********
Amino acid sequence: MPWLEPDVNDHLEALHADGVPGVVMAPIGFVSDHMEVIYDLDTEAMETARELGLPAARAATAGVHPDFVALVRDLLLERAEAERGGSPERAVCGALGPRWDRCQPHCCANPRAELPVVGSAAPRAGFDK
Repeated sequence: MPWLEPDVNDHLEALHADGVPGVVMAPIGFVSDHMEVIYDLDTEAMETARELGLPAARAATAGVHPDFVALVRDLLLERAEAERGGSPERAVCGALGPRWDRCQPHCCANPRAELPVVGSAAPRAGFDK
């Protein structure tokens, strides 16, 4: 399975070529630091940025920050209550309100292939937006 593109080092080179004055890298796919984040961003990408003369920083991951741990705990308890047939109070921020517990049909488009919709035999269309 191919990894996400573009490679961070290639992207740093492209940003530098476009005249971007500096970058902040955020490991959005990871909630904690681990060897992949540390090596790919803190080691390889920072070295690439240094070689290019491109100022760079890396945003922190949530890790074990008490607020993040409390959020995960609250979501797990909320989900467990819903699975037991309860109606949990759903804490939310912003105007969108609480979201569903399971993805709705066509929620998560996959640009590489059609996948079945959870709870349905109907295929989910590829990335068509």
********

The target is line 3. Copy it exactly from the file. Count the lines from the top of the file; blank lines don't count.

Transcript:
């Protein structure tokens, strides 16, 4: 399975070529630091940025920050209550309100292939937006 593109080092080179004055890298796919984040961003990408003369920083991951741990705990308890047939109070921020517990049909488009919709035999269309 191919990894996400573009490679961070290639992207740093492209940003530098476009005249971007500096970058902040955020490991959005990871909630904690681990060897992949540390090596790919803190080691390889920072070295690439240094070689290019491109100022760079890396945003922190949530890790074990008490607020993040409390959020995960609250979501797990909320989900467990819903699975037991309860109606949990759903804490939310912003105007969108609480979201569903399971993805709705066509929620998560996959640009590489059609996948079945959870709870349905109907295929989910590829990335068509």